Mayor’s proposed 2013 Minneapolis budget nears final stage

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Minneapolis Mayor R.T. Rybak’s 2013 budget passed one of its final checkpoints Wednesday night without any major opposition.

The proposed budget focuses on increasing investments in public safety, infrastructure and furthering the city’s housing and economic development.

It includes a 1.7 percent property-tax increase. However, the majority of homeowners in Minneapolis — roughly 70 percent — will not see any change in their taxes in the coming year.

Rybak and the full City Council listened to public testimony from eight residents before an audience of about 20 community members — a significant decline from the past years.

Two years ago, more than 350 people attended a similar meeting to speak against the mayor’s budget.

The low attendance means the people of Minneapolis have generally approved the budget, said John Stiles, spokesman for Rybak.

Stiles said they haven’t heard many concerns from people about the proposed budget plan because, for the most part, “people’s property taxes aren’t going up.”

The modest increase is due to the city’s stadium deal proposed this spring, which reduces the pressure on property taxes and directs the spending to hospitality-tax revenue.

“This budget represents the pay-off for tackling those things like the Target Center financial challenge,” Stiles said. “I think the mayor is most proud of really tackling those series of challenges one by one and knocking them off.”

The new stadium legislation delivered a $5 million property-tax relief, money that helped formulate the new budget plan, and “kept Minneapolis residents from paying millions more in future stadium taxes for Target Center,” said Rybak when he addressed the City Council about his proposed budget in mid-August.

Since this presentation and the mayor’s final budget proposal, the City Council has been holding hearings to assess the mayor’s plan and make any adjustments they feel are necessary.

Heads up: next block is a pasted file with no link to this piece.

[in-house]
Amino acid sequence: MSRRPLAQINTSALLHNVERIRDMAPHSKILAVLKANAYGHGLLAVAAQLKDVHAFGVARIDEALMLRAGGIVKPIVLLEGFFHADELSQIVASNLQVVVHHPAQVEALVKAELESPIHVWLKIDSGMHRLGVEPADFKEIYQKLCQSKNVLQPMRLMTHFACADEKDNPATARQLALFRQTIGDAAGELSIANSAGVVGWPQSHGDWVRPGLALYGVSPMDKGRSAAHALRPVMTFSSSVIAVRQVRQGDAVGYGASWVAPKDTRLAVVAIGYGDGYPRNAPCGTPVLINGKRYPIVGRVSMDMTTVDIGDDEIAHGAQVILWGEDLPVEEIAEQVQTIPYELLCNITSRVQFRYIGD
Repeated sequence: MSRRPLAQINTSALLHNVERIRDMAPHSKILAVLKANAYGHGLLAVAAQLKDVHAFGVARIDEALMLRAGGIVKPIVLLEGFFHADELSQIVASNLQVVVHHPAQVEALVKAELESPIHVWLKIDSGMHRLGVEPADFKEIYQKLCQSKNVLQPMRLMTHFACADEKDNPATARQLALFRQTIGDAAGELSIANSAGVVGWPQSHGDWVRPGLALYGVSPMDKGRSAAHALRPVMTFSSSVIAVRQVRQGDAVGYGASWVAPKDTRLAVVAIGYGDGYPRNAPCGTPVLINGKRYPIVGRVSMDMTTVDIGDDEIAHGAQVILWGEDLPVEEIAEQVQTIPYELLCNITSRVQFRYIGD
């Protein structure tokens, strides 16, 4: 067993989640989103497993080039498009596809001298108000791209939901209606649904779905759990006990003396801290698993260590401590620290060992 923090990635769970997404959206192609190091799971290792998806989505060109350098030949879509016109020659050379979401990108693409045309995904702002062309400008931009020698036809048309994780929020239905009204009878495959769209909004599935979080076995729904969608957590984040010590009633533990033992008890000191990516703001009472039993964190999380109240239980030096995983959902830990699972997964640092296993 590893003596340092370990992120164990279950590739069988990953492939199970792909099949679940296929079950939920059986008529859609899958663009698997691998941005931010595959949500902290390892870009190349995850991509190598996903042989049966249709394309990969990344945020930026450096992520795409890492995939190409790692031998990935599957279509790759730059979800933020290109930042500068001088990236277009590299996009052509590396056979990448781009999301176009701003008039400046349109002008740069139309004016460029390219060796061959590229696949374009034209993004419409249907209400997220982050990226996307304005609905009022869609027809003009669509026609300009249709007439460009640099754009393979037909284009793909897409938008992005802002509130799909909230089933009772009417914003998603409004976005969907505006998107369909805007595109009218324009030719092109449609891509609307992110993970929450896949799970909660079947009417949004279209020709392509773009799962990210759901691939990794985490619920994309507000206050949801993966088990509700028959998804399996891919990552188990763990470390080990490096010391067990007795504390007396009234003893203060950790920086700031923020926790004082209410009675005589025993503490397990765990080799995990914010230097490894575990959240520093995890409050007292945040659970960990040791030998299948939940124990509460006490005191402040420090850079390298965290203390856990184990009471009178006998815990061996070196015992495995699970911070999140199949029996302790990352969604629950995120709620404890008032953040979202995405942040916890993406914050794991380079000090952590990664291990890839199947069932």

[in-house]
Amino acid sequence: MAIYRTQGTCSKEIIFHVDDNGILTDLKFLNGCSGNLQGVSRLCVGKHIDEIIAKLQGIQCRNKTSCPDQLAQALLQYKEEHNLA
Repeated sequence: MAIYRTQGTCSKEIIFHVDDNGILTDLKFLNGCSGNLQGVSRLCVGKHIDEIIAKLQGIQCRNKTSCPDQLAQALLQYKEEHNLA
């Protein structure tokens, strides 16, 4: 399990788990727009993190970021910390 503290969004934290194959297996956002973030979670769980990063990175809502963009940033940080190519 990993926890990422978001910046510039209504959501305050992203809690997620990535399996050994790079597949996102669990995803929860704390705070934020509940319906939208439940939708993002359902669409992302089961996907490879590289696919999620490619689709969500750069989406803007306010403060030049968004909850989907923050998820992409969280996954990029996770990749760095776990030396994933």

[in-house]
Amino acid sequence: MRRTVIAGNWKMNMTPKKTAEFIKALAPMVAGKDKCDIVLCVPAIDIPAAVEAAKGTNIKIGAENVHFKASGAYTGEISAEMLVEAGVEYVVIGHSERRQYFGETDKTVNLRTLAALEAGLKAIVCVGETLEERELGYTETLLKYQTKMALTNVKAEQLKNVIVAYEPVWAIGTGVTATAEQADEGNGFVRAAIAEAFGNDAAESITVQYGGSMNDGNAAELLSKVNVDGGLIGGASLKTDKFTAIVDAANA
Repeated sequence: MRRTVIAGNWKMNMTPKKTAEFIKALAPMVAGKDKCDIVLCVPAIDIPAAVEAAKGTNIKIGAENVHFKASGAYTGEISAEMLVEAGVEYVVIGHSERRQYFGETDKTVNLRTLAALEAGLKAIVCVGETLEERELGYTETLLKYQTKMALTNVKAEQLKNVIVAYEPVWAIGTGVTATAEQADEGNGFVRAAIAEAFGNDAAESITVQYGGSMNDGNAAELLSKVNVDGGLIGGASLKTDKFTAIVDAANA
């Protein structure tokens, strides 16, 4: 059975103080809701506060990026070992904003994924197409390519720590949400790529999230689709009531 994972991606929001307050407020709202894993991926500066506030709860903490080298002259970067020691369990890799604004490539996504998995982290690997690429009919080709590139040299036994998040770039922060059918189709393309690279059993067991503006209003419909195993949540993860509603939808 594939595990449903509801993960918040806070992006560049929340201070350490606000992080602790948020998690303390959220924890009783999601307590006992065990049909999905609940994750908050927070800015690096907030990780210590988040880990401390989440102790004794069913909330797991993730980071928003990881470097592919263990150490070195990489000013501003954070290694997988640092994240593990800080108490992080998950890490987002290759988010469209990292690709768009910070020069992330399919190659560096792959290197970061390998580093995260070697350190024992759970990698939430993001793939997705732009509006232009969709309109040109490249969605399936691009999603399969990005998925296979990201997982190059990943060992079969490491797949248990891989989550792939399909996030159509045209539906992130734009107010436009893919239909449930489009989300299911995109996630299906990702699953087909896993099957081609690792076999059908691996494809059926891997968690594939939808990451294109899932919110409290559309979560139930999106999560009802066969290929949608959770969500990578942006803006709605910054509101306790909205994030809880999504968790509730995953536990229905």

“With a real emphasis on public safety and infrastructure — things important to me and the community here — we’re working to make this city the most affordable we can with as many people living in it,” said Ward 11 Councilman John Quincy at an informal presentation of the budget last week.

About 30 citizens attended the casual meeting hosted by Rybak and Quincy in southern Minneapolis at Pearl Park. None of the residential attendees voiced any major opposition to the mayor’s plan for next year.

“These testimonies are like snapshots that I look at when I consider the whole plan,” Rybak said. “It’s sort of like a million dollar jigsaw — I have to decide what money goes where.”

The mayor primed the audience for the budget discussion with a brief overview of the city’s budget from the last decade.

“When I came into office, right after 9/11, the city had a challenge,” Rybak said. “We had some really strong financial times, and sadly, the city built up a lot of debt.”

Since then, the city has paid almost $250 million back in debt, he said.

“That number won’t appear on my tombstone, but I’m pretty darn proud of it,” Rybak said. “I think that’s something we’ve all done together.”

Other fiscal achievements Rybak mentioned were restoring the city’s AAA bond rating and completely retiring pension debt.

He said by watching the city’s spending and reforming city services — like public safety — Minneapolis will continue to prosper and reach economic stability.

“Looking into the future, the one really big financial challenge is reforming the way city services are delivered,” Stiles said. “That’s probably one of the last major challenges that Minneapolis faces in terms of getting to a stable financial place.”

Wednesday night’s hearing marks the final stop for the mayor’s budget before it is decided by the City Council on Dec. 12. The public can comment on the budget for the last time at the meeting before the Council votes.

“Making the budget isn’t the only thing I do,” Rybak said, “but it’s the most important thing I do.”

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